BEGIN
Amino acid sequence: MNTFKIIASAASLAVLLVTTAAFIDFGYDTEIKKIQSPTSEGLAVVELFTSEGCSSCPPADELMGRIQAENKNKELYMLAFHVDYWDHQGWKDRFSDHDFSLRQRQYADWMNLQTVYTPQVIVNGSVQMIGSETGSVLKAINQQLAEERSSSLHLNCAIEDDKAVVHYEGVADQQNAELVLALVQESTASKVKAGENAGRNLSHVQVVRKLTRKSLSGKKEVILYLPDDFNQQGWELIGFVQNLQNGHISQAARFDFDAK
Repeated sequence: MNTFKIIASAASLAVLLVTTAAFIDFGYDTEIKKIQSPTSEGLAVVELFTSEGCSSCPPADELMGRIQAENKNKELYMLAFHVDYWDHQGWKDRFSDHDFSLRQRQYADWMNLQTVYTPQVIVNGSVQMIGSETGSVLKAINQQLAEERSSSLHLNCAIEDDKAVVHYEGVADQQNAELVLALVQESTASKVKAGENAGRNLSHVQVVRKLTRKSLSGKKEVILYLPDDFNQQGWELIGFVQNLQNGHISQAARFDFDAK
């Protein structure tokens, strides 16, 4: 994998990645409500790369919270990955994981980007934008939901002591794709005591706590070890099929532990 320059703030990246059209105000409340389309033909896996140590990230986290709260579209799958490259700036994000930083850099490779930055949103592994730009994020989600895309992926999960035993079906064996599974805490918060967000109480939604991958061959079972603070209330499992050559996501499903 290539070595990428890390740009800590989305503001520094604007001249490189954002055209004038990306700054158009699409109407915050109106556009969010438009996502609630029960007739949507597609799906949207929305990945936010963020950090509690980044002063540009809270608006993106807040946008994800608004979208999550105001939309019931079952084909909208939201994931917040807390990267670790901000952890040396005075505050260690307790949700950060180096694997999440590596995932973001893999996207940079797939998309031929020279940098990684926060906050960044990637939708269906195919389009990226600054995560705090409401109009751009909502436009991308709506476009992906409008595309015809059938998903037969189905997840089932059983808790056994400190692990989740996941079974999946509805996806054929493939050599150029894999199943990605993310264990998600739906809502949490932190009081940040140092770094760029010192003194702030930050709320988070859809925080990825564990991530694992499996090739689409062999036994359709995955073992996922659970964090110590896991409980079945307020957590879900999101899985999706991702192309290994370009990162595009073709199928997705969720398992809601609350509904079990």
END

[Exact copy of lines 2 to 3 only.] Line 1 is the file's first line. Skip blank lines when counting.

Repeated sequence: MNTFKIIASAASLAVLLVTTAAFIDFGYDTEIKKIQSPTSEGLAVVELFTSEGCSSCPPADELMGRIQAENKNKELYMLAFHVDYWDHQGWKDRFSDHDFSLRQRQYADWMNLQTVYTPQVIVNGSVQMIGSETGSVLKAINQQLAEERSSSLHLNCAIEDDKAVVHYEGVADQQNAELVLALVQESTASKVKAGENAGRNLSHVQVVRKLTRKSLSGKKEVILYLPDDFNQQGWELIGFVQNLQNGHISQAARFDFDAK
């Protein structure tokens, strides 16, 4: 994998990645409500790369919270990955994981980007934008939901002591794709005591706590070890099929532990 320059703030990246059209105000409340389309033909896996140590990230986290709260579209799958490259700036994000930083850099490779930055949103592994730009994020989600895309992926999960035993079906064996599974805490918060967000109480939604991958061959079972603070209330499992050559996501499903 290539070595990428890390740009800590989305503001520094604007001249490189954002055209004038990306700054158009699409109407915050109106556009969010438009996502609630029960007739949507597609799906949207929305990945936010963020950090509690980044002063540009809270608006993106807040946008994800608004979208999550105001939309019931079952084909909208939201994931917040807390990267670790901000952890040396005075505050260690307790949700950060180096694997999440590596995932973001893999996207940079797939998309031929020279940098990684926060906050960044990637939708269906195919389009990226600054995560705090409401109009751009909502436009991308709506476009992906409008595309015809059938998903037969189905997840089932059983808790056994400190692990989740996941079974999946509805996806054929493939050599150029894999199943990605993310264990998600739906809502949490932190009081940040140092770094760029010192003194702030930050709320988070859809925080990825564990991530694992499996090739689409062999036994359709995955073992996922659970964090110590896991409980079945307020957590879900999101899985999706991702192309290994370009990162595009073709199928997705969720398992809601609350509904079990």